Don’t Lose Your Head
There are people who drive you absolutely bonkers (I feel your pain), and make you lose your cool at work.
They don’t “do the work” and expect other people to cover for them, they’re constantly running their mouths all day instead of actually doing their work, they play their music through speakers instead of ear buds, they take more than their fair share of any communal food in the break room, and it doesn’t matter if it’s Monday or Friday, they’re always complaining about having to be at work (there’s a fix for that — QUIT!)
These are the people who cook fish in the office microwave and follow it up by burning a bag of microwave popcorn (a death penalty offense, amiright??)
We all have our personal pet peeves which trigger us to the point we might lose our heads over it
One of mine is people who ask questions whose answers can easily be found online, reside in a shared folder on the company networked drive, or one that they’ve asked me more than five times in the last three months.
At one job a sales team of 8 or 10 people would ask me the exact same question multiple times per day (sometimes right after one another) even after they were provided a digital copy of the answer via the shared hard drive, a physical copy given to each individual salesperson, and a copy of that form taped to each of the overhead bins of their cubicles. I decided sarcasm was my final refuge and I bought one of the coin-operated gumball machines with the plastic containers inside, and I put the answer to that one question they kept asking inside the plastic shells and called it the Dumball Machine. From that day one they could put two quarters in the machine to get the answer or go find the information at their desk.
That solution might seem a little snarky to you, but let me assure you it was an extreme solution after I believe all reasonable efforts to help them understand how to retrieve the information on their own had been exhausted.
There are two ways you can deal with people who make you lose your head
The first way is to keep kowtowing to their laziness or obstinance or selfishness (or whatever is the cause of their inability to efficiently function in the role for which they were hired). You can be patient and kind and bite your tongue and give them the benefit of the doubt to the point where their interruptions just become part of your day. In my opinion this is just training people to take advantage of you.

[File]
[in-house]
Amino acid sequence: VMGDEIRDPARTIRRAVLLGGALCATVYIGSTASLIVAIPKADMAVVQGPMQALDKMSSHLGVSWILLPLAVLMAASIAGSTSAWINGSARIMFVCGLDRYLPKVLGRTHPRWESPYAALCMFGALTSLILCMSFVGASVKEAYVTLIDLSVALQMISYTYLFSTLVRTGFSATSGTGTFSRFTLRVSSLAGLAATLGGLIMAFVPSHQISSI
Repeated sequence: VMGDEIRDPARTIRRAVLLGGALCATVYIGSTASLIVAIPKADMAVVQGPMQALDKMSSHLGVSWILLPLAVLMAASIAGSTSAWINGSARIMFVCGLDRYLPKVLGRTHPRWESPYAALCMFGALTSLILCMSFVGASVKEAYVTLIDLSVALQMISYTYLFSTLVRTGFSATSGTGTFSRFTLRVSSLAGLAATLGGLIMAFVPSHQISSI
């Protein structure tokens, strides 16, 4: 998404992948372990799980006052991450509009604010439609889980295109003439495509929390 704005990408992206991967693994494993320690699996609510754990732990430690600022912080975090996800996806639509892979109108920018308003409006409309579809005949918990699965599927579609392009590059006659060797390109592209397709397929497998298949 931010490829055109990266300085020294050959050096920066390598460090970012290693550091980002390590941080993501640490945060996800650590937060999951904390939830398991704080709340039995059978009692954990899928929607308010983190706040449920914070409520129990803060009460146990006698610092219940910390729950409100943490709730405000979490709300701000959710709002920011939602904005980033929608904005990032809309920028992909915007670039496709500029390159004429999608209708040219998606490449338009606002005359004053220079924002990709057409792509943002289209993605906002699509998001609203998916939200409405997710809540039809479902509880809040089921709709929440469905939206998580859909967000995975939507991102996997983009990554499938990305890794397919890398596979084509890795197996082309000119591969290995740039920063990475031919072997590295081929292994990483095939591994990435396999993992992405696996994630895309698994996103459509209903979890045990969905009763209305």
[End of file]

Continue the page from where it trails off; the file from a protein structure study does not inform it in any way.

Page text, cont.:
I demand a lot from myself in terms of getting results for my clients, educating myself to learn new things to avoid being dependent on others, and I want to behave like a partner to my co-workers. One that they can rely on to pull their own weight and complete work correctly and on time.
The second way is to help the person create a system for finding their own answers (and special folder on their computer, bookmarks in their web browser, how-to videos on YouTube, etc.) and refer them back to those tools when they come knock-knock-knockin’ on your door asking a question you’ve already helped them find the answer to in the past.
The stuff you send in emails, files you save to a drive, etc. are all searchable.
If the person returns asking about something you’ve previously sent to them, tell them to search their email inbox for an attachment or “youtube” keyword — you briefly give them information to help them find the thing, you don’t just dig it up and take extra time to resend it to them again.
Make Up Your Own Mind
You might find my advice on this topic too stark — to black and white — and that’s totally cool with me. You do you, my friend! I’m definitely suggesting these options after you feel you’ve reached a breaking point. These extremes are not my default response when someone asks me a question, but everyone has “that line” people can cross, and these are the responses I think are fair after that line has been repeatedly trampled underfoot.
I hope these ideas prevent you from losing your head, and instead help you keep your head the game.
Photo by Jan Huber on Unsplash